- The Washington Times - Wednesday, April 11, 2007


• After the Wedding (2006) (R). The latest from the intriguing Danish filmmaker Susanne Bier, who observes the homecoming of an exiled Dane called Jacob, played by Mads Mikkelsen (one of the villains in “Casino Royale”). Residing in India, where he manages an orphanage, Jacob returns to Copenhagen at the request of a major benefactor, Jorgen (Rolf Lassgard), who then invites him to be a guest at his daughter’s wedding. It turns out that Jacob has more of a history with this prominent family than he realized. Dialogue in Danish, Swedish and Hindi with English subtitles.

• Aqua Teen Hunger Force (2007) (R). The feature-length version of a satirical animated series about superheroes derived from snack foods: Meatwad, Frylock and Master Shake.

• Disturbia (2007) (PG-13). A suspense thriller about a troubled teenager, Shia LaBeouf, who is placed under house arrest after assaulting a teacher. While confined, he begins to develop “Rear Window” syndrome and suspects one of his neighbors of murder. With Sarah Roemer, Carrie-Anne Moss and David Morse.

• Grbavica: The Land of My Dreams (2006) (No MPAA rating: Adult subject matter). A first feature by Bosnian filmmaker Jasmila Zbanic, who depicts the struggles of a widowed cocktail waitress and her adolescent daughter in post-war Sarajevo. With Mirjana Karanovic as the mother and Luna Mijovic as the girl. In Bosnian with English subtitles. Exclusively at the Landmark E Street Cinema.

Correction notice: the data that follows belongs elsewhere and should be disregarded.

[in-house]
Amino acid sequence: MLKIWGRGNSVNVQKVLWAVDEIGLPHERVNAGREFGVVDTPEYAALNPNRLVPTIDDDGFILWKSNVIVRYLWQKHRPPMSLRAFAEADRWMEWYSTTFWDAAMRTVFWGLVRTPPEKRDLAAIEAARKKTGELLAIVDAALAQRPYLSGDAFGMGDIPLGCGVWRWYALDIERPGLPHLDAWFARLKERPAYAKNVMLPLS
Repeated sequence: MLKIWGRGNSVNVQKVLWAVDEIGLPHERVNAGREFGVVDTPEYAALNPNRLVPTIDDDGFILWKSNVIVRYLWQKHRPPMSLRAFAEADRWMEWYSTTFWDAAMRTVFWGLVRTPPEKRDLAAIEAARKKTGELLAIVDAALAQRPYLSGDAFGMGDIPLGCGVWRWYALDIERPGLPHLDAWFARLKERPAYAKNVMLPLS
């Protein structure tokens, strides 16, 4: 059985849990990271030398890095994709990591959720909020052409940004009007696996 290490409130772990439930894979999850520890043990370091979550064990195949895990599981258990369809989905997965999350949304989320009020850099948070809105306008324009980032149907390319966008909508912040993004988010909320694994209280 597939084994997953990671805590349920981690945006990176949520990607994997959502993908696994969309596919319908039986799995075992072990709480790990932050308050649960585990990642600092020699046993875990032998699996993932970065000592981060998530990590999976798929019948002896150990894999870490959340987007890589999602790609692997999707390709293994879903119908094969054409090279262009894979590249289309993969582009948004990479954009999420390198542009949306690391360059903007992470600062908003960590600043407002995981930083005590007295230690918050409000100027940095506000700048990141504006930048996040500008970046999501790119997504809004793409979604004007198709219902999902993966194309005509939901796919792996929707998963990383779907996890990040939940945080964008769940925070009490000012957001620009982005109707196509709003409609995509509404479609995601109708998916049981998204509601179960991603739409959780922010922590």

• Pathfinder (2007) (R). An early medieval adventure saga about a Norse orphan, raised by a North American Indian tribe. He matures into the chief defender of his adopted kinsmen during a Viking invasion. With Karl Urban as the hero, plus Russell Means, Clancy Brown and Moon Bloodgood.

• Perfect Stranger (2007) (R). A suspense thriller starring Halle Berry as an intrepid reporter who goes undercover as an office temp to investigate the murder of her best friend. She suspects ad executive Bruce Willis and relies on pal Giovanni Ribisi.

• Slow Burn (2007) (R). A melodrama about the trials of district attorney Ray Liotta, who may have a killer on his staff. With LL Cool J, Mekhi Phifer, Taye Diggs, Chiwetel Ejiofor and Jalene Blalock.


• Are We Done Yet? (2007) (PG). A sequel to the Ice Cube comedy of 2005, “Are We There Yet?” Directed by Steve Carr, it reunites the star with leading lady Nia Long and juveniles Aleisha Allen and Philip Daniel Bolden. The hero has now married Miss Long’s character, becoming a stepfather to her children. The new family encounters fixer-upper problems after acquiring a house in the suburbs and hiring an irrepressible contractor, John C. McGinley. Not reviewed.